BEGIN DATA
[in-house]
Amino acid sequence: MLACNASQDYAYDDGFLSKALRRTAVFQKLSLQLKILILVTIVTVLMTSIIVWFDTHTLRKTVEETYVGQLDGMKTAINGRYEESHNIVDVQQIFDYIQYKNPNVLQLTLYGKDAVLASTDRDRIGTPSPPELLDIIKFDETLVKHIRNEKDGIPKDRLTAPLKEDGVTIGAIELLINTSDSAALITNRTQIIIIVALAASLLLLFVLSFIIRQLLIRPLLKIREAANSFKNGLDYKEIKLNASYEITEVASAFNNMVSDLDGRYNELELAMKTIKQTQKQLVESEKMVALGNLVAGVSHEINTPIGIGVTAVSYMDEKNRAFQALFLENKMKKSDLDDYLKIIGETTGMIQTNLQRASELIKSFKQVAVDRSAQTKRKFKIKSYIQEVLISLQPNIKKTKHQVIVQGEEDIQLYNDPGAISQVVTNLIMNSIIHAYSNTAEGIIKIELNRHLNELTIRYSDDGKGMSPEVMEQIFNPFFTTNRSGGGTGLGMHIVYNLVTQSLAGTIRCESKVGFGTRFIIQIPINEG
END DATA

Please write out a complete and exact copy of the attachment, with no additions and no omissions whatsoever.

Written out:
[in-house]
Amino acid sequence: MLACNASQDYAYDDGFLSKALRRTAVFQKLSLQLKILILVTIVTVLMTSIIVWFDTHTLRKTVEETYVGQLDGMKTAINGRYEESHNIVDVQQIFDYIQYKNPNVLQLTLYGKDAVLASTDRDRIGTPSPPELLDIIKFDETLVKHIRNEKDGIPKDRLTAPLKEDGVTIGAIELLINTSDSAALITNRTQIIIIVALAASLLLLFVLSFIIRQLLIRPLLKIREAANSFKNGLDYKEIKLNASYEITEVASAFNNMVSDLDGRYNELELAMKTIKQTQKQLVESEKMVALGNLVAGVSHEINTPIGIGVTAVSYMDEKNRAFQALFLENKMKKSDLDDYLKIIGETTGMIQTNLQRASELIKSFKQVAVDRSAQTKRKFKIKSYIQEVLISLQPNIKKTKHQVIVQGEEDIQLYNDPGAISQVVTNLIMNSIIHAYSNTAEGIIKIELNRHLNELTIRYSDDGKGMSPEVMEQIFNPFFTTNRSGGGTGLGMHIVYNLVTQSLAGTIRCESKVGFGTRFIIQIPINEG